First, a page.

“Love and Loss. Fashion and Mortality” deals with fashion´s everlasting game with transience. According to the curator of the exhibition Ursula Guttmann, dark tendencies started to appear in fashion in 1980s, before that it was a subject dealt with primarily in art and literature. Concept of beauty in fashion underwent a radical makeover, turning towards deconstruction, decay, animalism and naturalism, morbid fascination with perishability, romantic sadness and black humour.
“Fashion becomes a mirror in which we come face to face with our own mortality. It emphasizes the traces of time, praises transience and flirts with death.”
The exhibition consists of over 150 pieces of artworks of High Fashion and Street Fashion, photographs, videos, sculptures, paintings, graphic works and installations by 52 artists and artist groups. Artists incude Jean Paul Gaultier, Rei Kawakubo, Alexander McQueen, Iris van Herpen and many others.
Although the curator has looked at fashion from 1980s onwards, it seems to me the destructive tendencies started already mid-70s with explosion of the punk scene in London and New York, when street style took on an aggressive “urban warrior” disguise. Back then it was the rebel against the society and current political system, with distressed and torn clothes and bone-applique T-shirts. There is a section at the exhibiton dedicated to punk fashion.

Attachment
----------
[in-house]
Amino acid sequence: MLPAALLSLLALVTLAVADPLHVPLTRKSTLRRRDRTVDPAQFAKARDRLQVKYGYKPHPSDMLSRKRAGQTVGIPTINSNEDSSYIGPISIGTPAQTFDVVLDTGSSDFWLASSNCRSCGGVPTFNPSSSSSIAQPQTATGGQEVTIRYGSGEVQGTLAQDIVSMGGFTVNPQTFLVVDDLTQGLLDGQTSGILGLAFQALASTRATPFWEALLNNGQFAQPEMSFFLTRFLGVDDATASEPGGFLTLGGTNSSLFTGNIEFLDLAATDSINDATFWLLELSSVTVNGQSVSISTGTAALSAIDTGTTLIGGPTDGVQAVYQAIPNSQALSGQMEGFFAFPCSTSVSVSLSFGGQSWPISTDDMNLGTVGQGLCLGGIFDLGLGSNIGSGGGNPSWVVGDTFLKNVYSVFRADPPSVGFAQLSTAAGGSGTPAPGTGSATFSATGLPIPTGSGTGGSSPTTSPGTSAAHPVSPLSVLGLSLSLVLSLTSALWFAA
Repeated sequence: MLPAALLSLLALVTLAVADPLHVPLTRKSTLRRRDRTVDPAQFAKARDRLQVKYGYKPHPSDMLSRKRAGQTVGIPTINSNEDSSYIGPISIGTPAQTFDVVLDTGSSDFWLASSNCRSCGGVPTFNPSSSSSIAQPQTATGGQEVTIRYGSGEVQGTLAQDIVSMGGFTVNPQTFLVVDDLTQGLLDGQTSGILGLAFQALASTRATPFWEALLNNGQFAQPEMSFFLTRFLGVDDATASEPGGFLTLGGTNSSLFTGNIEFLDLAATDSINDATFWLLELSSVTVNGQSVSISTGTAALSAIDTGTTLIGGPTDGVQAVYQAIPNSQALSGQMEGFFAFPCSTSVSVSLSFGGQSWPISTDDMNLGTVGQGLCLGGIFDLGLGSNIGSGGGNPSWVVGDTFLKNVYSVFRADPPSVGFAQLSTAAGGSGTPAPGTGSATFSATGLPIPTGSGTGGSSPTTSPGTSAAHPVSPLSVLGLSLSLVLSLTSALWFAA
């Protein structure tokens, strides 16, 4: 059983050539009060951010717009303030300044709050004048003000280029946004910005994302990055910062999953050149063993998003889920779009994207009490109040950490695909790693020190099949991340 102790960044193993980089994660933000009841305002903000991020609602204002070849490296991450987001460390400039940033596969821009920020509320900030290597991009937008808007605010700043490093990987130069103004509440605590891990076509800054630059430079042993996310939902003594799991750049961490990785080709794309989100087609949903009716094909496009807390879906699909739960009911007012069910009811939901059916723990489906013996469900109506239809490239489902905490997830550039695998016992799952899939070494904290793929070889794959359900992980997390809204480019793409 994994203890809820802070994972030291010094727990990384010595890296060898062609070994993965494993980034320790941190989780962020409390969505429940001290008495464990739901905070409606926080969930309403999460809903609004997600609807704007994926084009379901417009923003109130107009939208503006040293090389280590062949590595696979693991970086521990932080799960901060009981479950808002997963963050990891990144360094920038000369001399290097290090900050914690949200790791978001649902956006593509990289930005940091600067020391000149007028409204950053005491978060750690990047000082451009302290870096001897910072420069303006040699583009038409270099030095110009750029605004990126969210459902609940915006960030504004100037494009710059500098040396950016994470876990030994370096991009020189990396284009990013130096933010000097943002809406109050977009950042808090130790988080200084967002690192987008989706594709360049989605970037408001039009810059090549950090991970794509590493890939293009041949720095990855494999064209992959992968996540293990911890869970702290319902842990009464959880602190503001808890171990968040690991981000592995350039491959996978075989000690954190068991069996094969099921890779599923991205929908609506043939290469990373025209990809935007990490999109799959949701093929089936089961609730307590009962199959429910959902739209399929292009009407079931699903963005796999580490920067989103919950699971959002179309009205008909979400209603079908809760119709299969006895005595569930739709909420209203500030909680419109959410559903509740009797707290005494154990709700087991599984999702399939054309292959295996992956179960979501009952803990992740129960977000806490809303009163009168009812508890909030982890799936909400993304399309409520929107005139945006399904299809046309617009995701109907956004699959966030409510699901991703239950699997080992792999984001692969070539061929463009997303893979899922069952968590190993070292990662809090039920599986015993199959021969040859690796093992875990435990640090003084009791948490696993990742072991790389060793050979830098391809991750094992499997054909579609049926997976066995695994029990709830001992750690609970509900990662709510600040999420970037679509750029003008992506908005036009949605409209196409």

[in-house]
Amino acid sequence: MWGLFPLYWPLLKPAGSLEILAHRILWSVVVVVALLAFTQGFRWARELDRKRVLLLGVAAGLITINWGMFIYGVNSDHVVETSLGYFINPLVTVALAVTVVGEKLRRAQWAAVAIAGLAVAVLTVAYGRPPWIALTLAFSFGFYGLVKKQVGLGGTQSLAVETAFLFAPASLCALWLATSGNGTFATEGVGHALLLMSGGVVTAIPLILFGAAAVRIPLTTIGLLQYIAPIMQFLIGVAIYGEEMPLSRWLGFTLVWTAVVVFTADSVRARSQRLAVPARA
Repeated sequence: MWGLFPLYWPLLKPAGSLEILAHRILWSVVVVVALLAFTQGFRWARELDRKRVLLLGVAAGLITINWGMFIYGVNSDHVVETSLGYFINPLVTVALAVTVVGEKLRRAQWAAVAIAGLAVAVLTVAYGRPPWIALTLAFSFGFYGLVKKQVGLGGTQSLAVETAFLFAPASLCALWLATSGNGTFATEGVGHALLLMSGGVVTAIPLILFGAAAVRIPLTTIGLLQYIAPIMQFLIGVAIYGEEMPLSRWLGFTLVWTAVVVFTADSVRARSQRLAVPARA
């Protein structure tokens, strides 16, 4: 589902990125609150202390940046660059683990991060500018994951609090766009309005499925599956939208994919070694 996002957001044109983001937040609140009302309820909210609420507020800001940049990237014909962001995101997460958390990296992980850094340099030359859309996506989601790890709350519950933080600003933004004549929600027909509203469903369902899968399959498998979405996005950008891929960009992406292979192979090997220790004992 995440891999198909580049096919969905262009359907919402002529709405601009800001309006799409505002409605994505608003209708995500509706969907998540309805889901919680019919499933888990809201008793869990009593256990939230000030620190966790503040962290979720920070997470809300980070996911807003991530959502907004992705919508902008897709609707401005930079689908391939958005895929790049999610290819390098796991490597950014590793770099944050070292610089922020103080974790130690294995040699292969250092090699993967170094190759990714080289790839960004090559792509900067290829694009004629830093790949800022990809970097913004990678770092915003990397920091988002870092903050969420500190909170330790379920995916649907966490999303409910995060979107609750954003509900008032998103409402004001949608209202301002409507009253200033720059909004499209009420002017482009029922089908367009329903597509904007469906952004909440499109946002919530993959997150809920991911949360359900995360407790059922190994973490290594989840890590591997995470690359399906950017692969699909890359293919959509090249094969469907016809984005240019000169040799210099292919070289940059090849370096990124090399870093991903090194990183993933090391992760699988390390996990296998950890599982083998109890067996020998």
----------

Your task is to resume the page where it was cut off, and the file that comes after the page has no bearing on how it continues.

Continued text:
In 1997 Martin Margiela injected eighteen articles of clothing from past collections with bacteria that reacts to oxygen, thus staining the fabric. Slowly – documented by the photographer Bob Goedewaagen – the clothes began to decay and dissolve.
Hussein Chalayan also played with the concept of decay while making his graduate collection „Tangent Flows“ in 1994. He covered the silk gowns with small pieces of metal and buried them underground for several months, so when they were dug out, they were rusty and partly dissolved.
Among other designers Alexander McQueen is famous for his (emotionally and physically) destructive approach to fashion and “reincarnation” of animalistic features, mixed with skillful craft and advantages of modern technology.